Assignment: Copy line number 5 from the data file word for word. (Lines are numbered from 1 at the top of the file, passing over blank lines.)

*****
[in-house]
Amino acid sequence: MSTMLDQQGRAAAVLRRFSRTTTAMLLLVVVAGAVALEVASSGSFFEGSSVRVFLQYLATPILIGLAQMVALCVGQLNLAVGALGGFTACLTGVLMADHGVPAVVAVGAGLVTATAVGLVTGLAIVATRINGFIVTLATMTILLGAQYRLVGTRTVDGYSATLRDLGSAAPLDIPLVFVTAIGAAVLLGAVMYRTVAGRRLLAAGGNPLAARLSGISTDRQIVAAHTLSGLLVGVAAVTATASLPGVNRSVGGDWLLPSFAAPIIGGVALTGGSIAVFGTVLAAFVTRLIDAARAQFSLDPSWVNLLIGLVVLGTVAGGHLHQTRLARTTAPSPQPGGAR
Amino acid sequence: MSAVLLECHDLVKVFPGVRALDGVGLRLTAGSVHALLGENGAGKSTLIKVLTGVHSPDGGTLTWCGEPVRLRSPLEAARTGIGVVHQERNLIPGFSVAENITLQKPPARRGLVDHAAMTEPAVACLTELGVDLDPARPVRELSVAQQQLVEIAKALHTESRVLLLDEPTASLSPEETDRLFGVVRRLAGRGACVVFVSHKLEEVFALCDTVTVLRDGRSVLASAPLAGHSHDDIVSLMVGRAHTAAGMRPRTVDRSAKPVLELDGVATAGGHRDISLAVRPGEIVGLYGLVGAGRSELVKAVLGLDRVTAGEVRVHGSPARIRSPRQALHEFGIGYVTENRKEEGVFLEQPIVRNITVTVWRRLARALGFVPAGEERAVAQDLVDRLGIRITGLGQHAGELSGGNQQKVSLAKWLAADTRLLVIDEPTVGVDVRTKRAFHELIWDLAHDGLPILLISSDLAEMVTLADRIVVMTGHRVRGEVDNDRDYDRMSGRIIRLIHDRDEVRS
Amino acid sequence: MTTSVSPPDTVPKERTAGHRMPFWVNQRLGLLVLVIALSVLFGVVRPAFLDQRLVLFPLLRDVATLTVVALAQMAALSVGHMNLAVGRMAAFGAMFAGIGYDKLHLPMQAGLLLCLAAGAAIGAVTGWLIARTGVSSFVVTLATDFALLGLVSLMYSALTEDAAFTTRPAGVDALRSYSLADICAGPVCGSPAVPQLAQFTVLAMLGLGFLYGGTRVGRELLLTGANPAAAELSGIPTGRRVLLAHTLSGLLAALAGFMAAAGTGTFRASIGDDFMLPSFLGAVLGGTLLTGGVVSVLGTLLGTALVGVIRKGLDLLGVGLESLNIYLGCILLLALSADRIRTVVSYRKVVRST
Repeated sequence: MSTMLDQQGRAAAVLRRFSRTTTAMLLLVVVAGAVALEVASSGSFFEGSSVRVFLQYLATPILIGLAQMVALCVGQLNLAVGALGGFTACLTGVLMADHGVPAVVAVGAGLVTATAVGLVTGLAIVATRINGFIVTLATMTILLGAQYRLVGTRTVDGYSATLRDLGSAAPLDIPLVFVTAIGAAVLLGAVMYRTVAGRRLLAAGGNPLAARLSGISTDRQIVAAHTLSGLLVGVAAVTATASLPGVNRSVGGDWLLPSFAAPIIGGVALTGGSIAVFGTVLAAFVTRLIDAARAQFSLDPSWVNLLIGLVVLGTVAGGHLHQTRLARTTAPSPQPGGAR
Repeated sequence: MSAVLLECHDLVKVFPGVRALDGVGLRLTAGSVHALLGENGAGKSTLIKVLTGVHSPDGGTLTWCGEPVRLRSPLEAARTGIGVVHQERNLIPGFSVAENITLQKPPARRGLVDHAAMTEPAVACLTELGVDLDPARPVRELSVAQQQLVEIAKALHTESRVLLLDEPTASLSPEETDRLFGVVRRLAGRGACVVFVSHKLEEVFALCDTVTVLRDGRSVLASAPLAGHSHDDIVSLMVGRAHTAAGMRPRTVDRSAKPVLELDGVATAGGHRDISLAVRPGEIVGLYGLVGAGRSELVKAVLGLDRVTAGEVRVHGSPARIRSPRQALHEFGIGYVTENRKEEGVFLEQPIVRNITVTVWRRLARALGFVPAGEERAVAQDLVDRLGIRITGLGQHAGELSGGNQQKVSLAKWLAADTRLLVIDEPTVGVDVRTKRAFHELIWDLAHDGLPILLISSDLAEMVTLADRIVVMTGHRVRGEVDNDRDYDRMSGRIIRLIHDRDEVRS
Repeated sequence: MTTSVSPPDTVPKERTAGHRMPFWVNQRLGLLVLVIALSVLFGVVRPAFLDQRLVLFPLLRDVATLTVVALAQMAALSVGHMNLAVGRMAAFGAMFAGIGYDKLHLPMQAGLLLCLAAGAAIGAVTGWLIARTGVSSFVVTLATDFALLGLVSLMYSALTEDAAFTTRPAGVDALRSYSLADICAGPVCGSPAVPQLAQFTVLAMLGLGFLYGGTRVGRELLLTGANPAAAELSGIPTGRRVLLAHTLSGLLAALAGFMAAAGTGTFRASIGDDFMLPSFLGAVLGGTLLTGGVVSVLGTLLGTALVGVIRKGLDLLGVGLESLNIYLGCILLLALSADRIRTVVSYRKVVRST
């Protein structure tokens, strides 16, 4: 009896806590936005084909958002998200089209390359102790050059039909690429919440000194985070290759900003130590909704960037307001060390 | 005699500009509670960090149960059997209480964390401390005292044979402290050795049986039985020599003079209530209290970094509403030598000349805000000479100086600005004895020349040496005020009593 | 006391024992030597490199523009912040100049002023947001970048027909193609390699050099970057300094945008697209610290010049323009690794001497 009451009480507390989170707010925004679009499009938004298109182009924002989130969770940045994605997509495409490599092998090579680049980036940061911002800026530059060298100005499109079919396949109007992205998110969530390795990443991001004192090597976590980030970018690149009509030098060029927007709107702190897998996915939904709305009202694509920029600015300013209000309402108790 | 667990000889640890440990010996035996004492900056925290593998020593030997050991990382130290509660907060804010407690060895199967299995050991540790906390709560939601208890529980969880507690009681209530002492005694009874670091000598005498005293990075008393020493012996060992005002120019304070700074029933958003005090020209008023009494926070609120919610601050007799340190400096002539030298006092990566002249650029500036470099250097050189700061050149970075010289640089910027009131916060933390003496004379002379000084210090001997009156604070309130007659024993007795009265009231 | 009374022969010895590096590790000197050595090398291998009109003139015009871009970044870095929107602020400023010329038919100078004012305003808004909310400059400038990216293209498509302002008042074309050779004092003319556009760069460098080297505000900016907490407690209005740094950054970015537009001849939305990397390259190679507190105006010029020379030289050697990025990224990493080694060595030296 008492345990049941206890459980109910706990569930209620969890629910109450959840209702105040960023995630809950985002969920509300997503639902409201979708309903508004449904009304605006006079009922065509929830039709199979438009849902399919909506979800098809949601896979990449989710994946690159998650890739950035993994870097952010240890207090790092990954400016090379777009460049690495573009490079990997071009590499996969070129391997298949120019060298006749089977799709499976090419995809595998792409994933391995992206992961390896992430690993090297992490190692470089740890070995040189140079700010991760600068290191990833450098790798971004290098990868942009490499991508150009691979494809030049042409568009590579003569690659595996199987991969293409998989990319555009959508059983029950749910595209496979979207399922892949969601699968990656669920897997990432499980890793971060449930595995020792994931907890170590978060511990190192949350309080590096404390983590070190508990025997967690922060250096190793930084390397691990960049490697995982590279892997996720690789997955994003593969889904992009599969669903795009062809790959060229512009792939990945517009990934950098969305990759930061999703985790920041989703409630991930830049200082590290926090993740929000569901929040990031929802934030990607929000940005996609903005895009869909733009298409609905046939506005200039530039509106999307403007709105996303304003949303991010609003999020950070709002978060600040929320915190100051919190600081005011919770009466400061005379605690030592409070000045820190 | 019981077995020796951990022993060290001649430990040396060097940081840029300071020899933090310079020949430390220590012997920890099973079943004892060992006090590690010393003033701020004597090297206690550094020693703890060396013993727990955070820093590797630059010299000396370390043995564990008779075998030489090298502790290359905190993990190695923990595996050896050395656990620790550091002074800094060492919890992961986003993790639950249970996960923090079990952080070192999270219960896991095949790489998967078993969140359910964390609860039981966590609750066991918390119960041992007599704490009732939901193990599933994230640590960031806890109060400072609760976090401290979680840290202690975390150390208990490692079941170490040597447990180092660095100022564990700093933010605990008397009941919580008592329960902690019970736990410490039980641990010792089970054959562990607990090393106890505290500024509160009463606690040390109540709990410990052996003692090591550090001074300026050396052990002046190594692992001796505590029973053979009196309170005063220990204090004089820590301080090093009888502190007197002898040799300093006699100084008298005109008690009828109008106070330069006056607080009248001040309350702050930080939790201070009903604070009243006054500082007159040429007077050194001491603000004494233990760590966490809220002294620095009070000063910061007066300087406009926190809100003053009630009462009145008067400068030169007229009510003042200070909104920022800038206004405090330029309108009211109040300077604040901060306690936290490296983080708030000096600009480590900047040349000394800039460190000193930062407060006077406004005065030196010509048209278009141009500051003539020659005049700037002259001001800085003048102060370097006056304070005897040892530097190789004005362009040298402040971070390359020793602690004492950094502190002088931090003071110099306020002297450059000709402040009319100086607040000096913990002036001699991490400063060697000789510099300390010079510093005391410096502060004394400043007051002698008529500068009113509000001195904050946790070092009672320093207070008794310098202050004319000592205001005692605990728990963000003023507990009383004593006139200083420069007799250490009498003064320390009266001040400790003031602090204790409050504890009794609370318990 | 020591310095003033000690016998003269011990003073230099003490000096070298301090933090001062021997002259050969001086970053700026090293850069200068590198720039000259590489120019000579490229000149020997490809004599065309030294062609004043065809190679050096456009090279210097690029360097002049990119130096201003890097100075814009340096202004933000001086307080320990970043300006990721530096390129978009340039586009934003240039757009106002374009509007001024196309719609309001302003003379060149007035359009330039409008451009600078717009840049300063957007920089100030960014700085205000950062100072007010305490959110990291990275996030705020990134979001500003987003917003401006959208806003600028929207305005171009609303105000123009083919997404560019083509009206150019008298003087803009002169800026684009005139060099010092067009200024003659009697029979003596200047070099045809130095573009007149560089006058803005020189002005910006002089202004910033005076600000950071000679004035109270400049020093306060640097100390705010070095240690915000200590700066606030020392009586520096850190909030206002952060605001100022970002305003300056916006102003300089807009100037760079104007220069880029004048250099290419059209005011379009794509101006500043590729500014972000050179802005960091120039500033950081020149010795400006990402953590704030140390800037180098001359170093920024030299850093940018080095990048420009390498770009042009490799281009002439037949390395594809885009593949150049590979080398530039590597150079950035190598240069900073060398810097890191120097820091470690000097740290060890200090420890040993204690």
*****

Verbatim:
Repeated sequence: MSTMLDQQGRAAAVLRRFSRTTTAMLLLVVVAGAVALEVASSGSFFEGSSVRVFLQYLATPILIGLAQMVALCVGQLNLAVGALGGFTACLTGVLMADHGVPAVVAVGAGLVTATAVGLVTGLAIVATRINGFIVTLATMTILLGAQYRLVGTRTVDGYSATLRDLGSAAPLDIPLVFVTAIGAAVLLGAVMYRTVAGRRLLAAGGNPLAARLSGISTDRQIVAAHTLSGLLVGVAAVTATASLPGVNRSVGGDWLLPSFAAPIIGGVALTGGSIAVFGTVLAAFVTRLIDAARAQFSLDPSWVNLLIGLVVLGTVAGGHLHQTRLARTTAPSPQPGGAR